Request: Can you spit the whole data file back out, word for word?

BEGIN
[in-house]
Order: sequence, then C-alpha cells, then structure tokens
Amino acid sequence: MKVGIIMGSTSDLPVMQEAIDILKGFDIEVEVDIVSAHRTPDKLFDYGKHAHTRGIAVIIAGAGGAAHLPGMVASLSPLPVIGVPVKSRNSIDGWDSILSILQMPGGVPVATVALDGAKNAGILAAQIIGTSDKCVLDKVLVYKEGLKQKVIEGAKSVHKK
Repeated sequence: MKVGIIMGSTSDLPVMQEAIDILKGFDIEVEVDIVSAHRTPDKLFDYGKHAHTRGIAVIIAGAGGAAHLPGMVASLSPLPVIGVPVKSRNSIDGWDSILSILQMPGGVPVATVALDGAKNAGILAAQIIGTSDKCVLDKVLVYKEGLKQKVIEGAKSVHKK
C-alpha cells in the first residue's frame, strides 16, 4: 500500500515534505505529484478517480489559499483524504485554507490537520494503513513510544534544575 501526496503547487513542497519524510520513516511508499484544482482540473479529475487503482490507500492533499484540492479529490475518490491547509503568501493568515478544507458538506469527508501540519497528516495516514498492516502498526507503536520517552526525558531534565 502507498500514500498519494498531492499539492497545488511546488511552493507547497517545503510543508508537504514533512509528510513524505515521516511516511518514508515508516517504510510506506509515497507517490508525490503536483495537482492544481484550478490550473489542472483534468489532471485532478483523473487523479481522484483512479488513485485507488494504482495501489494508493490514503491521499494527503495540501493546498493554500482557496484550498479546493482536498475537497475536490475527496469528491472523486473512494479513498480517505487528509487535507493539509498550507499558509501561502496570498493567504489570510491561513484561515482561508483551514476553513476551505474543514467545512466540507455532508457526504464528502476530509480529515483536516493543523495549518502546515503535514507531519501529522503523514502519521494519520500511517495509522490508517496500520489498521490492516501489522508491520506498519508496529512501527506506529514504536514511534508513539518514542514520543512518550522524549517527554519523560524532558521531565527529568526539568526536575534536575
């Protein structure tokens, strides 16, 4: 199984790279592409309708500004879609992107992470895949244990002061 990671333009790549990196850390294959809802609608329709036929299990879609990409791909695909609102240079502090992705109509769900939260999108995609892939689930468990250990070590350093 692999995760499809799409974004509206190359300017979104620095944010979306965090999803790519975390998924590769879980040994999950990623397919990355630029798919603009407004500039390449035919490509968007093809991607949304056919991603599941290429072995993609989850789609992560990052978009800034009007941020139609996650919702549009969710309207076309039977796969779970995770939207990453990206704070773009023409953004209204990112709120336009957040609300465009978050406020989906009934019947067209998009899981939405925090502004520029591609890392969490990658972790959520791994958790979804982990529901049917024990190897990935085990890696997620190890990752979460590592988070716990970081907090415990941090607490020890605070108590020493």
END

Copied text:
[in-house]
Order: sequence, then C-alpha cells, then structure tokens
Amino acid sequence: MKVGIIMGSTSDLPVMQEAIDILKGFDIEVEVDIVSAHRTPDKLFDYGKHAHTRGIAVIIAGAGGAAHLPGMVASLSPLPVIGVPVKSRNSIDGWDSILSILQMPGGVPVATVALDGAKNAGILAAQIIGTSDKCVLDKVLVYKEGLKQKVIEGAKSVHKK
Repeated sequence: MKVGIIMGSTSDLPVMQEAIDILKGFDIEVEVDIVSAHRTPDKLFDYGKHAHTRGIAVIIAGAGGAAHLPGMVASLSPLPVIGVPVKSRNSIDGWDSILSILQMPGGVPVATVALDGAKNAGILAAQIIGTSDKCVLDKVLVYKEGLKQKVIEGAKSVHKK
C-alpha cells in the first residue's frame, strides 16, 4: 500500500515534505505529484478517480489559499483524504485554507490537520494503513513510544534544575 501526496503547487513542497519524510520513516511508499484544482482540473479529475487503482490507500492533499484540492479529490475518490491547509503568501493568515478544507458538506469527508501540519497528516495516514498492516502498526507503536520517552526525558531534565 502507498500514500498519494498531492499539492497545488511546488511552493507547497517545503510543508508537504514533512509528510513524505515521516511516511518514508515508516517504510510506506509515497507517490508525490503536483495537482492544481484550478490550473489542472483534468489532471485532478483523473487523479481522484483512479488513485485507488494504482495501489494508493490514503491521499494527503495540501493546498493554500482557496484550498479546493482536498475537497475536490475527496469528491472523486473512494479513498480517505487528509487535507493539509498550507499558509501561502496570498493567504489570510491561513484561515482561508483551514476553513476551505474543514467545512466540507455532508457526504464528502476530509480529515483536516493543523495549518502546515503535514507531519501529522503523514502519521494519520500511517495509522490508517496500520489498521490492516501489522508491520506498519508496529512501527506506529514504536514511534508513539518514542514520543512518550522524549517527554519523560524532558521531565527529568526539568526536575534536575
């Protein structure tokens, strides 16, 4: 199984790279592409309708500004879609992107992470895949244990002061 990671333009790549990196850390294959809802609608329709036929299990879609990409791909695909609102240079502090992705109509769900939260999108995609892939689930468990250990070590350093 692999995760499809799409974004509206190359300017979104620095944010979306965090999803790519975390998924590769879980040994999950990623397919990355630029798919603009407004500039390449035919490509968007093809991607949304056919991603599941290429072995993609989850789609992560990052978009800034009007941020139609996650919702549009969710309207076309039977796969779970995770939207990453990206704070773009023409953004209204990112709120336009957040609300465009978050406020989906009934019947067209998009899981939405925090502004520029591609890392969490990658972790959520791994958790979804982990529901049917024990190897990935085990890696997620190890990752979460590592988070716990970081907090415990941090607490020890605070108590020493």